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History of Cider

While lots of people are just discovering hard cider, it actually has an incredibly long (and interesting) history.

1500 B.C.
A tablet found in Mesopotamia from 1500 B.C. documents the first recorded sale of an apple orchard. The price? Three prized breeder sheep.

1300 B.C.
In 1300 B.C., Egyptian pharaoh Ramses The Great ordered apples to be grown in the Nile Delta. Ramses was the second longest reigning pharaoh in Egyptian history – he lived to be 93 and is claimed to have fathered 80 sons and 60 daughters. Not saying it’s the apples, but…

55 B.C.
Caesar’s legions carried apple seeds as they conquered Continental Europe, planting orchards to replace the native crab apples. Cider was a common drink during the Roman ages. It is said that even Julius Caesar himself used to enjoy the occasional hard cider as a change of pace from his typical vinum.

400 A.D.
The Dark Ages were actually a pretty bright time for cider. In cool regions of Northern France, grapes didn’t fare well so monastery gardens grew apples. Cider soon became a well-established alternative to wine in Normandy and Brittany.

1066 A.D.
The Norman Conquest of England brought lots of new apple varieties from France. Cider quickly became the most popular drink in England, second only to ale.

1400 – 1800 A.D.
In Medieval England, cider became a currency – often used to pay farm workers. A typical allowance would be 3-4 pints per day. The reputation of a farmer’s cider helped them attract better workers.

1620 A.D.
Pilgrims had their priorities straight, bringing apple seeds and cider making supplies with them to the New World. In fact, three days after setting off from Plymouth, England the Mayflower hit a storm that cracked a beam of the ship. They almost turned back, but were able to find a “great screw” to hold up the beam. It is said that this great screw was actually part of a cider press.

1650 A.D.
Early American orchards produced very few apples because there were no honey bees to help with pollination. Honey bee colonies were shipped from England to Virginia and Massachusetts to help with apple production.

1667 A.D.
Isaac Newton was known to produce hard cider on his family estate. May explain the nap under the tree… and subsequent apple to the head, without which gravity may still be a mystery!

1750 A.D.
Benjamin Franklin reported that when he explained the story of Eve eating the apple in the Garden of Eden to a Native American storyteller, his response was “What you have told us is all very good. It is indeed bad to eat apples. It is better to make them all into cider.” We agree.

1789 A.D.
Hard cider was all the rage with the founding fathers. George Washington and Thomas Jefferson owned apple orchards and produced hard cider, and it’s rumored that John Adams, the 2nd US president, used to drink a tankard of hard cider with breakfast every morning.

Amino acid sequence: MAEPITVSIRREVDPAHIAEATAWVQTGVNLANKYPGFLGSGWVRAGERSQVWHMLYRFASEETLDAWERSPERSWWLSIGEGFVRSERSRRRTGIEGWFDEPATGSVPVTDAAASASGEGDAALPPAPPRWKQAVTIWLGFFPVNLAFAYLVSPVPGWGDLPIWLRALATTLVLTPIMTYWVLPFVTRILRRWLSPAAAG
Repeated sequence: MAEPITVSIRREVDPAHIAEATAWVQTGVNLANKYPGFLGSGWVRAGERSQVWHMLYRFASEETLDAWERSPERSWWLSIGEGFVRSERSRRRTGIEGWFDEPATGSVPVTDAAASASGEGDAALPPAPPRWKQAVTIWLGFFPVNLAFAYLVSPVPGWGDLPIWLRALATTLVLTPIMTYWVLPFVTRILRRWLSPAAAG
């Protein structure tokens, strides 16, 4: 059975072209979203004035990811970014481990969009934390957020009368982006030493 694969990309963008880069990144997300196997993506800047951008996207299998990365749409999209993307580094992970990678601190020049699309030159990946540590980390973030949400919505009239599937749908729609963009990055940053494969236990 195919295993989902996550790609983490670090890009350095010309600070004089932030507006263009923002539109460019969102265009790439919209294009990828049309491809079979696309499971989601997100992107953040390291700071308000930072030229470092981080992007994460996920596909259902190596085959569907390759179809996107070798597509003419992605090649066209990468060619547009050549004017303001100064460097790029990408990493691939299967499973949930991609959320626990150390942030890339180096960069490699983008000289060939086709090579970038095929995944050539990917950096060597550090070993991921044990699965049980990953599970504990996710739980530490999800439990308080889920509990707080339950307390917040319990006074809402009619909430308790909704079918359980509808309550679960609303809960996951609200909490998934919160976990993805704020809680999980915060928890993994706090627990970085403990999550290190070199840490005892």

1800 A.D.
John Chapman, better known as Johnny Appleseed, is credited with establishing apple orchards throughout the Midwest. It’s said that his dream was to plant enough apple trees that no one would ever go hungry – though because he collected seeds from cider mills, his plantings produced cider apples, better for thirst than hunger!

1832 A.D.
Before Abraham Lincoln was president, he was a bartender and tavern owner, slinging hard cider at his New Salem, IL tavern called Berry & Lincoln.

1840 A.D.
Some say hard cider won William Henry Harrison the U.S. presidency in 1840. Despite Van Buren’s efforts to paint him as unsophisticated, Harrison’s image as a log-cabin-dwelling, hard-cider-drinking everyman appealed to the masses. He was dubbed the “Hard Cider Candidate” because hard cider flowed freely during his Whig rallies.

1900 A.D.
German and Eastern European immigrants brought with them a love for beer, and as the population expanded West into more barley friendly climates, beer production became easier than it had been in the past. Sadly, cider’s popularity began to give way to beer.

1910 A.D.
The religious-based Temperance movement caused many farmers to give up growing cider apples. Some even went as far as to chop down their apple trees and burn their orchards.


1919 A.D.
Prohibition and the Volstead Act dealt a serious blow to hard cider. Cider orchards didn’t have the flexibility of other alcohol producers, like breweries that were able to shift production over to sodas and other goods.

1933 A.D.
After Prohibition, breweries were able to bounce back to production fairly quickly using imported ingredients. Orchards, however, could not easily shift back to cider apples, and cider experienced a brief lull in the United States.

1995 A.D.
Our cider makers begin experimenting with hard cider and spend fifteen years perfecting (and enjoying!) their creations.

2011 A.D.
Our cider makers decide it’s time to bring their passion for cider to drinkers, introducing Angry Orchard Crisp Apple, Apple Ginger, and Traditional Dry ciders.

2012 A.D.
Our cider makers release Strawman and Iceman: the first styles of our cider house collection. These artisanal hard ciders are produced in small batches, using traditional cider making apples from Italy and France and are aged on oak.

2015 A.D.
We establish a new home at an orchard in Walden, NY and open our Innovation Cider House.